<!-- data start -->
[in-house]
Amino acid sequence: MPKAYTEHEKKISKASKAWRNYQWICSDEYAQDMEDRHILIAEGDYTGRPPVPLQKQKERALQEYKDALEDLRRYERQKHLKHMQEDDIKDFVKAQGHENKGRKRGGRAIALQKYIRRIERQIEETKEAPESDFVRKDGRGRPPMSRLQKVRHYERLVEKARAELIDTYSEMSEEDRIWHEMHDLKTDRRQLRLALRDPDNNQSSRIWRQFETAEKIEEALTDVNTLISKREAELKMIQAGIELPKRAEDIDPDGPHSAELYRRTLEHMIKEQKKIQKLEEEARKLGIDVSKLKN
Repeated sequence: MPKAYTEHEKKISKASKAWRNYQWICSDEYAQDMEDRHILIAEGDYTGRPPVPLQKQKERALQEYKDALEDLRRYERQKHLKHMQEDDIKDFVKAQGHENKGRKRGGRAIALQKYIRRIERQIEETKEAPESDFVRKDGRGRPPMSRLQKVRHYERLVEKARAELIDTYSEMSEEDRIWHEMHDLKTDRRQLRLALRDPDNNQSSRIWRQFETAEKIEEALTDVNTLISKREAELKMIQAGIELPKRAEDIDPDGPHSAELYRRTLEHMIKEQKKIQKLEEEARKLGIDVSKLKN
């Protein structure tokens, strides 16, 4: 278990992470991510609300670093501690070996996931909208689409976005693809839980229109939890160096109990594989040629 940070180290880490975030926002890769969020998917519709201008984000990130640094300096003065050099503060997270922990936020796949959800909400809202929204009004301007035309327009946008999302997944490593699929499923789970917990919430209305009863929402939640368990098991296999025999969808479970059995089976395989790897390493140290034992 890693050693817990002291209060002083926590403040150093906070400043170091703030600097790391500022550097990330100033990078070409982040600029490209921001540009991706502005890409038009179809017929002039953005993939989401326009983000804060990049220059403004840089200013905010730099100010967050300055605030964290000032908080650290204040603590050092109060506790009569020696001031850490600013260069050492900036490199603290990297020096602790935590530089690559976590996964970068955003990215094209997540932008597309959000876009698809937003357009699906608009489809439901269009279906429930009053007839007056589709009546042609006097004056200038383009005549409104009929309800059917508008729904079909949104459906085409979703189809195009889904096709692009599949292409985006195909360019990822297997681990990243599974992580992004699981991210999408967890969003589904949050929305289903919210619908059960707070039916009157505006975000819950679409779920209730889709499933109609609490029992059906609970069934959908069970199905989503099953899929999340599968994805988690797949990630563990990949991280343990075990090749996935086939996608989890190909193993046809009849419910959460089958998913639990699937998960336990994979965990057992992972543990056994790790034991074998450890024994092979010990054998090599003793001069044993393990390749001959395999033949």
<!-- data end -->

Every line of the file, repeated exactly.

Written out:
[in-house]
Amino acid sequence: MPKAYTEHEKKISKASKAWRNYQWICSDEYAQDMEDRHILIAEGDYTGRPPVPLQKQKERALQEYKDALEDLRRYERQKHLKHMQEDDIKDFVKAQGHENKGRKRGGRAIALQKYIRRIERQIEETKEAPESDFVRKDGRGRPPMSRLQKVRHYERLVEKARAELIDTYSEMSEEDRIWHEMHDLKTDRRQLRLALRDPDNNQSSRIWRQFETAEKIEEALTDVNTLISKREAELKMIQAGIELPKRAEDIDPDGPHSAELYRRTLEHMIKEQKKIQKLEEEARKLGIDVSKLKN
Repeated sequence: MPKAYTEHEKKISKASKAWRNYQWICSDEYAQDMEDRHILIAEGDYTGRPPVPLQKQKERALQEYKDALEDLRRYERQKHLKHMQEDDIKDFVKAQGHENKGRKRGGRAIALQKYIRRIERQIEETKEAPESDFVRKDGRGRPPMSRLQKVRHYERLVEKARAELIDTYSEMSEEDRIWHEMHDLKTDRRQLRLALRDPDNNQSSRIWRQFETAEKIEEALTDVNTLISKREAELKMIQAGIELPKRAEDIDPDGPHSAELYRRTLEHMIKEQKKIQKLEEEARKLGIDVSKLKN
């Protein structure tokens, strides 16, 4: 278990992470991510609300670093501690070996996931909208689409976005693809839980229109939890160096109990594989040629 940070180290880490975030926002890769969020998917519709201008984000990130640094300096003065050099503060997270922990936020796949959800909400809202929204009004301007035309327009946008999302997944490593699929499923789970917990919430209305009863929402939640368990098991296999025999969808479970059995089976395989790897390493140290034992 890693050693817990002291209060002083926590403040150093906070400043170091703030600097790391500022550097990330100033990078070409982040600029490209921001540009991706502005890409038009179809017929002039953005993939989401326009983000804060990049220059403004840089200013905010730099100010967050300055605030964290000032908080650290204040603590050092109060506790009569020696001031850490600013260069050492900036490199603290990297020096602790935590530089690559976590996964970068955003990215094209997540932008597309959000876009698809937003357009699906608009489809439901269009279906429930009053007839007056589709009546042609006097004056200038383009005549409104009929309800059917508008729904079909949104459906085409979703189809195009889904096709692009599949292409985006195909360019990822297997681990990243599974992580992004699981991210999408967890969003589904949050929305289903919210619908059960707070039916009157505006975000819950679409779920209730889709499933109609609490029992059906609970069934959908069970199905989503099953899929999340599968994805988690797949990630563990990949991280343990075990090749996935086939996608989890190909193993046809009849419910959460089958998913639990699937998960336990994979965990057992992972543990056994790790034991074998450890024994092979010990054998090599003793001069044993393990390749001959395999033949």